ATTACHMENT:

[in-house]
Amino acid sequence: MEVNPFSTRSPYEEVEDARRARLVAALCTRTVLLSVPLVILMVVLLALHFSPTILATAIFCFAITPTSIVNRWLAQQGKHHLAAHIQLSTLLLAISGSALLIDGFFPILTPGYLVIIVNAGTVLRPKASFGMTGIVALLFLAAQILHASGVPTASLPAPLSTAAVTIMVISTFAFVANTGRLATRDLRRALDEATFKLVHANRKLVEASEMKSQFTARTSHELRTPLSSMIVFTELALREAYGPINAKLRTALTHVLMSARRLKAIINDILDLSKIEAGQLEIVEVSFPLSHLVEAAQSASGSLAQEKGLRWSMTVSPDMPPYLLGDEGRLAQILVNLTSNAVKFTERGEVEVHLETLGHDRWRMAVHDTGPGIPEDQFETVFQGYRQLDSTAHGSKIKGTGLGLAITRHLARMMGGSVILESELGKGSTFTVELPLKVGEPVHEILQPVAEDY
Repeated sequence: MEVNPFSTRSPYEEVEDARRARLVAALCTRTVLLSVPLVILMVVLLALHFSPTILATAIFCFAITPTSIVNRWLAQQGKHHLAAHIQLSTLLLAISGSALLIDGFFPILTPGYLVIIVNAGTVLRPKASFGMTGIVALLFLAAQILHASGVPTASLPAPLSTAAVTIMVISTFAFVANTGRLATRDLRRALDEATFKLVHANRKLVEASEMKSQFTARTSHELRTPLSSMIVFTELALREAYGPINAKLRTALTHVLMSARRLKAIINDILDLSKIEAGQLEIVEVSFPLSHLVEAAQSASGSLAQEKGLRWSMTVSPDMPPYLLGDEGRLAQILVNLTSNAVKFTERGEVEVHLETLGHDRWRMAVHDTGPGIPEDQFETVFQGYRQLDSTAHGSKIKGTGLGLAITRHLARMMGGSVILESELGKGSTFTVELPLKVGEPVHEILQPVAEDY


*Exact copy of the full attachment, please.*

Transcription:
[in-house]
Amino acid sequence: MEVNPFSTRSPYEEVEDARRARLVAALCTRTVLLSVPLVILMVVLLALHFSPTILATAIFCFAITPTSIVNRWLAQQGKHHLAAHIQLSTLLLAISGSALLIDGFFPILTPGYLVIIVNAGTVLRPKASFGMTGIVALLFLAAQILHASGVPTASLPAPLSTAAVTIMVISTFAFVANTGRLATRDLRRALDEATFKLVHANRKLVEASEMKSQFTARTSHELRTPLSSMIVFTELALREAYGPINAKLRTALTHVLMSARRLKAIINDILDLSKIEAGQLEIVEVSFPLSHLVEAAQSASGSLAQEKGLRWSMTVSPDMPPYLLGDEGRLAQILVNLTSNAVKFTERGEVEVHLETLGHDRWRMAVHDTGPGIPEDQFETVFQGYRQLDSTAHGSKIKGTGLGLAITRHLARMMGGSVILESELGKGSTFTVELPLKVGEPVHEILQPVAEDY
Repeated sequence: MEVNPFSTRSPYEEVEDARRARLVAALCTRTVLLSVPLVILMVVLLALHFSPTILATAIFCFAITPTSIVNRWLAQQGKHHLAAHIQLSTLLLAISGSALLIDGFFPILTPGYLVIIVNAGTVLRPKASFGMTGIVALLFLAAQILHASGVPTASLPAPLSTAAVTIMVISTFAFVANTGRLATRDLRRALDEATFKLVHANRKLVEASEMKSQFTARTSHELRTPLSSMIVFTELALREAYGPINAKLRTALTHVLMSARRLKAIINDILDLSKIEAGQLEIVEVSFPLSHLVEAAQSASGSLAQEKGLRWSMTVSPDMPPYLLGDEGRLAQILVNLTSNAVKFTERGEVEVHLETLGHDRWRMAVHDTGPGIPEDQFETVFQGYRQLDSTAHGSKIKGTGLGLAITRHLARMMGGSVILESELGKGSTFTVELPLKVGEPVHEILQPVAEDY